Haidt makes a point of saying that it’s simply wrong to call Trump a fascist. He’s too individualistic for that. He’s an authoritarian, but that is not a synonym for fascist, no matter how much the Left wants to say it is.

According to Haidt’s reading of Stenner, authoritarianism is not a stable personality trait. Most people are not naturally authoritarian. But the latent authoritarianism within them is triggered when they perceive a threat to the stable moral order.

It’s at this point in the talk when Haidt surely began to make his audience squirm. He says that in his work as an academic and social psychologist, he sees colleagues constantly demonizing and mocking conservatives. He warns them to knock it off. “We need political diversity,” he says. And: “They are members of our community.”

The discourse and behavior of the Left, says Haidt, is alienating millions of ordinary people all over the West. It’s not just America. We are sliding towards authoritarianism all over the West, and there’s really only one way to stop it.

At the 41:37 point in the talk, Haidt says that we can reduce intolerance and defuse the conflict by focusing on sameness. We need unifying rituals, beliefs, institutions, and practices, he says, drawing on Stenner’s research. The romance the Left has long had with multiculturalism and diversity (as the Left defines it) has to end, because it’s helping tear us apart.

This fall, the Democrats are taking Stenner’s advice brilliantly, says Haidt, referring to the convention the Dems just put on, and Hillary’s speech about how we’re all better off standing together. Haidt says this is actually good advice, period. “It’s not just propaganda you wheel out at election time,” he says. If we don’t have a feasible conservative party, we open the way for authoritarianism.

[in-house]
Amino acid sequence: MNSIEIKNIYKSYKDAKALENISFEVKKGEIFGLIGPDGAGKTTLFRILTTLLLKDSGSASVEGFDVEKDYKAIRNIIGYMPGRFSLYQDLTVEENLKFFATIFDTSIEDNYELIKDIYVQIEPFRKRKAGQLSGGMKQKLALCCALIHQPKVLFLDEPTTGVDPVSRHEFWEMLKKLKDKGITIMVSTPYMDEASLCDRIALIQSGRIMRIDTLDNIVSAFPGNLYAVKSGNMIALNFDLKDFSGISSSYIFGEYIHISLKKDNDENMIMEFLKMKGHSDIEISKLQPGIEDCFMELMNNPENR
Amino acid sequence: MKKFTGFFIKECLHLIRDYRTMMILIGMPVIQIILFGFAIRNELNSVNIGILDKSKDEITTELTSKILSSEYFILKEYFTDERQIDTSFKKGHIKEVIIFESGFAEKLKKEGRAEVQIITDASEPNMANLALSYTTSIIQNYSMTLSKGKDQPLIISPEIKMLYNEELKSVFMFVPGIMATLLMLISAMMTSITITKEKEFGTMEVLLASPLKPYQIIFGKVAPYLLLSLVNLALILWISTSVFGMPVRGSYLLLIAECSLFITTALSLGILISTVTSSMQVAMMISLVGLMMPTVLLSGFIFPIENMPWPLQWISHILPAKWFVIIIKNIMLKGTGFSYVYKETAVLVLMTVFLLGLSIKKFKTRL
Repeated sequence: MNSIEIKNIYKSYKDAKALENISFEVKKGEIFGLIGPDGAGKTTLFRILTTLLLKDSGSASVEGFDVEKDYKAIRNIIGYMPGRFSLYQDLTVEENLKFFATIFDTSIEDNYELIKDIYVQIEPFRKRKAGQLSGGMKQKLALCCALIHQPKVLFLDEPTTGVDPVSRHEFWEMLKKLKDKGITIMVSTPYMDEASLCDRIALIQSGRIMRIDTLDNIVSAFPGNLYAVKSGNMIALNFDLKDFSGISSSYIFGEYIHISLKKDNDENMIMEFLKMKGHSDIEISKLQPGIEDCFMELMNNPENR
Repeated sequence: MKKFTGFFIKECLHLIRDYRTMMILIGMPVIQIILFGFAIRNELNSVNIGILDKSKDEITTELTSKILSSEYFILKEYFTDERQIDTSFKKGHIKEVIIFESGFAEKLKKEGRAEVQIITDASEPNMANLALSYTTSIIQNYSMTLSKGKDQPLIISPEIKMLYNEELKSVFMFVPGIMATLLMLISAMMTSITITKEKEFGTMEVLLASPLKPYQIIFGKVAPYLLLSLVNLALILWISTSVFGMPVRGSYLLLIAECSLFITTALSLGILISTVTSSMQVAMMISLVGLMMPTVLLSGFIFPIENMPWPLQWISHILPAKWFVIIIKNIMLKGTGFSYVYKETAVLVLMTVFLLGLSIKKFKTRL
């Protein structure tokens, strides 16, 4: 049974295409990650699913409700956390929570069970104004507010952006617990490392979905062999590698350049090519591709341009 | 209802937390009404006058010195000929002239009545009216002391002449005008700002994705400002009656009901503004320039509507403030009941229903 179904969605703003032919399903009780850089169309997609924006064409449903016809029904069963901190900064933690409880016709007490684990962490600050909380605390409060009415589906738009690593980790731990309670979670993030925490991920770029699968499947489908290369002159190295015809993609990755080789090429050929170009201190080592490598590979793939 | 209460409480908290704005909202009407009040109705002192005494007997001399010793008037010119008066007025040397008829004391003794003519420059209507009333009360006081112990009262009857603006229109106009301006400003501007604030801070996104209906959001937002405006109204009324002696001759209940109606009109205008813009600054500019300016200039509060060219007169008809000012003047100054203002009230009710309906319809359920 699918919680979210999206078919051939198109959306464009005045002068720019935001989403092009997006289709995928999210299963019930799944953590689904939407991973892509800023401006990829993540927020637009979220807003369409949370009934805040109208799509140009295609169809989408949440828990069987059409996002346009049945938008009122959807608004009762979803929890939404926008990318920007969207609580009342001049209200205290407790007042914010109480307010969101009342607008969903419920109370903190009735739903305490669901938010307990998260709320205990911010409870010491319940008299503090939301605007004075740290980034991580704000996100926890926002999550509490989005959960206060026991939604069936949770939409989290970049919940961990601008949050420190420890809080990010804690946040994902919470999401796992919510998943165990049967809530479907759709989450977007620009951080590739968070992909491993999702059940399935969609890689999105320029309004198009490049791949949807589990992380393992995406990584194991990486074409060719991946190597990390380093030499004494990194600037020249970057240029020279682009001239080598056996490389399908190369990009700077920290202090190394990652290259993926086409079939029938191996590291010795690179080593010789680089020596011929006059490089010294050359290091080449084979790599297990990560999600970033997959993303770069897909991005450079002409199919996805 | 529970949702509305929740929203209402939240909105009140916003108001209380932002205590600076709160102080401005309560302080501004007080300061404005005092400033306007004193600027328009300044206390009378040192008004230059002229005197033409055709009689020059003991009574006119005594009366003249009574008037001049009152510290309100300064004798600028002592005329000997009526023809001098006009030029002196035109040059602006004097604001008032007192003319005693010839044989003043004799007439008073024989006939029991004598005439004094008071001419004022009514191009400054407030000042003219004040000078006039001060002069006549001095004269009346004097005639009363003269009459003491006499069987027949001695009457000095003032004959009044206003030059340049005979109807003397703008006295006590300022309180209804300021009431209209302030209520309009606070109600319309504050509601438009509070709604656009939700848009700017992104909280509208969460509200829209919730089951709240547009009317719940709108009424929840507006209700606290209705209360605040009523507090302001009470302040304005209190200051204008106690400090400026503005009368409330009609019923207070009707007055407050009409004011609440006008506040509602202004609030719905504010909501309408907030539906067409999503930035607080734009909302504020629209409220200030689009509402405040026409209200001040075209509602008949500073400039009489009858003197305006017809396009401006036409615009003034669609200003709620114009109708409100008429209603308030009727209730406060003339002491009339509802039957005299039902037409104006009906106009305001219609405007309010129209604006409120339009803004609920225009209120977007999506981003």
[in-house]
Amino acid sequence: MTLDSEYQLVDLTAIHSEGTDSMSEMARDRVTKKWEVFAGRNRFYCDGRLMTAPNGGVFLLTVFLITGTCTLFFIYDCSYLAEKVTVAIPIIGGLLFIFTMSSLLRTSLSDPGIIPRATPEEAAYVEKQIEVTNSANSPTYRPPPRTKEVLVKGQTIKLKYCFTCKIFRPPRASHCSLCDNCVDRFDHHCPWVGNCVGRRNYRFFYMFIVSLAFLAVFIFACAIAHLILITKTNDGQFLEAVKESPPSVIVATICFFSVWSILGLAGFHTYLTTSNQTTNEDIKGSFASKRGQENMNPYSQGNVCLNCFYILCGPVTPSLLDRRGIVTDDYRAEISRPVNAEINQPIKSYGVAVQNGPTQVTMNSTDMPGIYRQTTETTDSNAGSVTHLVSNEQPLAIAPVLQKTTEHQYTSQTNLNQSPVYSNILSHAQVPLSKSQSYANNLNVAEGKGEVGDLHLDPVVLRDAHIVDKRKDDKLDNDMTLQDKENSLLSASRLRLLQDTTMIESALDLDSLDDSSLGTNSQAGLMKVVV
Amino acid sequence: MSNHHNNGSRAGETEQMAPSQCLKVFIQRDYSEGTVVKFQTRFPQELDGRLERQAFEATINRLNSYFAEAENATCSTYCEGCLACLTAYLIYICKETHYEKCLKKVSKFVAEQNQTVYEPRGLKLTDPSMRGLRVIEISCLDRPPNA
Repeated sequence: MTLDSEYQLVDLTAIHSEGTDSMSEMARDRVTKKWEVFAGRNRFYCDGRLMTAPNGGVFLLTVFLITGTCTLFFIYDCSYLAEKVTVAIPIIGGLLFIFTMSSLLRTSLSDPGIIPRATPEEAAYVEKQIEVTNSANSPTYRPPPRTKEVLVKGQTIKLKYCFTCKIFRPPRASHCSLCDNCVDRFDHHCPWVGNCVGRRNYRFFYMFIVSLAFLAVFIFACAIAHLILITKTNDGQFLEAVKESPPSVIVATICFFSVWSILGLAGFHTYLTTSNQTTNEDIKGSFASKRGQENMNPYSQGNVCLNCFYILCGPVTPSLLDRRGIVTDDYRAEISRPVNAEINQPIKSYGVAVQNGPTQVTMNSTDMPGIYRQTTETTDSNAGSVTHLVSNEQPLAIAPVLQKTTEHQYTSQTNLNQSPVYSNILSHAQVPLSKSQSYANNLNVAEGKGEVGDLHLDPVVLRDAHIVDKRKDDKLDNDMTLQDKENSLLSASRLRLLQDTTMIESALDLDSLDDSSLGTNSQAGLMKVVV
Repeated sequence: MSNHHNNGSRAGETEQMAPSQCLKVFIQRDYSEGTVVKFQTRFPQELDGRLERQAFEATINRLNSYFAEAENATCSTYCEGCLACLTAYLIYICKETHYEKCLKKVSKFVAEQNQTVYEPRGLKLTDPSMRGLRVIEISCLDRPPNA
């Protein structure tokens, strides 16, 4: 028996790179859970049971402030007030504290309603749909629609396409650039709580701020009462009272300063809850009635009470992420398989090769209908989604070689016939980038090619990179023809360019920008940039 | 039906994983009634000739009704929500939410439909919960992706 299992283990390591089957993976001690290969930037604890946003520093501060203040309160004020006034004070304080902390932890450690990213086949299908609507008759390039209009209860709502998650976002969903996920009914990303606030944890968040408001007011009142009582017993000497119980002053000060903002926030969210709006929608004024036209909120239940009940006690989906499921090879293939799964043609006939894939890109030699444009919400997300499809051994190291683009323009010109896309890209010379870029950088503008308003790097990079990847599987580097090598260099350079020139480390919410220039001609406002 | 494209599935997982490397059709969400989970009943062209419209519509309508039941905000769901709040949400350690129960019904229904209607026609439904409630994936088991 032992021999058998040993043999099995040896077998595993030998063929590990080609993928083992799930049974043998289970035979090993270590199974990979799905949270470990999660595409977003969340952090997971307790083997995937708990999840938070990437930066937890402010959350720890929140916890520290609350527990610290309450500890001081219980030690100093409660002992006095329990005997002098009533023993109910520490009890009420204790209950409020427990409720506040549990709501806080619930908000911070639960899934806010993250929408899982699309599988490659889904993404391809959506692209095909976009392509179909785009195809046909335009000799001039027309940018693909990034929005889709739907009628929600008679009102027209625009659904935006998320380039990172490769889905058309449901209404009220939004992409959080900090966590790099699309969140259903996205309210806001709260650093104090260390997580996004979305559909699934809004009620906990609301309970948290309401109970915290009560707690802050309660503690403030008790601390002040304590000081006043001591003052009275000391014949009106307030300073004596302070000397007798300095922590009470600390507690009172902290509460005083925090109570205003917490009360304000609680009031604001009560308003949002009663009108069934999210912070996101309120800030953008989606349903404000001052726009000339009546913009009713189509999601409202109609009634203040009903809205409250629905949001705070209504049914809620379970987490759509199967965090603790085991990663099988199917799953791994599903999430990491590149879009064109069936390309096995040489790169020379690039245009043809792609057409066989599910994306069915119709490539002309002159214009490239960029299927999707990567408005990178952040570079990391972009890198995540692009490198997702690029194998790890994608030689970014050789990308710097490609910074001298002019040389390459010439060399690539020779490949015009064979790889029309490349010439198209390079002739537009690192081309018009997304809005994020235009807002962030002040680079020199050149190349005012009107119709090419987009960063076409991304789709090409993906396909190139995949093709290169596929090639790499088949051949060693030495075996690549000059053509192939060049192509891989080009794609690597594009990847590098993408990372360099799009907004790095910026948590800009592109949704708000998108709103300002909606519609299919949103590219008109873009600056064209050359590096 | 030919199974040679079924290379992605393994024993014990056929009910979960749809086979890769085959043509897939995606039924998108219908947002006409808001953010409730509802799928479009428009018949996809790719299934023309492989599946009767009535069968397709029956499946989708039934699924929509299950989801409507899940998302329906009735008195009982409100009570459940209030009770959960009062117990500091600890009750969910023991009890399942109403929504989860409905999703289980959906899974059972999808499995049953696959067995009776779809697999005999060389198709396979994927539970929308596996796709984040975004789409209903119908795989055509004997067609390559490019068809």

To end the talk, Haidt focuses on what his own very tribe — psychologists and academics — can do to make things better. They can start by being aware of their own extreme bias. “We lean very far left,” he says, then shows a graph tracking how far from the center the academy has become over the past 20 years.

Haidt says we don’t need “equality” — that is, an equal number of conservatives and liberals in the academy. We just need to have diversity enough for people to be challenged in their viewpoints, so an academic community can flourish according to its nature. But this is not what we have. According to the research Haidt presents, in 1996, liberals in the academy outnumbered conservatives 2:1. Today, it’s 5:1 — and the conservatives are concentrated in engineering and other technical fields. Says Haidt: “In the core areas of the university — in the humanities and social sciences —  it’s 10 to 1 and 40 to 1.”

The Right has left the university faculties, he said — and a lot of that is because they got tired of the “hostile climate and discrimination”

“People who are not on the left … are often in the closet,” says Haidt. “They can’t speak up. They can’t criticize. They hear somebody say something, they believe it’s false, but they can’t speak up and say why they believe it’s false. And that is a breakdown in our science.”

Until they repent (my word, not his), university professors will continue to be part of the problem, not the solution, says Haidt. He ends by calling on his colleagues to “get our hearts in order.” To stop being moralistic hypocrites. To be humble. To be more forgiving, and more open to hearing what their opponents have to say. Says Haidt, “If we want to change things, we need to do it more from the perspective of love, not of hate.”

It’s an extraordinary speech by a brave man who is a true humanist. Watch it all here, and read more about it.  [1]

Here’s what I think about all of this.

I don’t think the center can hold anymore. It’s too late. The cultural left in this country is very authoritarian, at least as regards orthodox Christians and other social conservatives. On one of the Stenner slides, we see that she defines one characteristic of authoritarians as “punishing out groups.” Conservative Christians are the big out group for the cultural left, and have been for a long time.

We are the people who defile what they consider most sacred: sexual liberty, including abortion rights and gay rights. The liberals in control now (as distinct from all liberals, let me be clear) have made it clear that they will not compromise with what they consider to be evil. We are the Klan to them. Error has no rights in this world they’re building.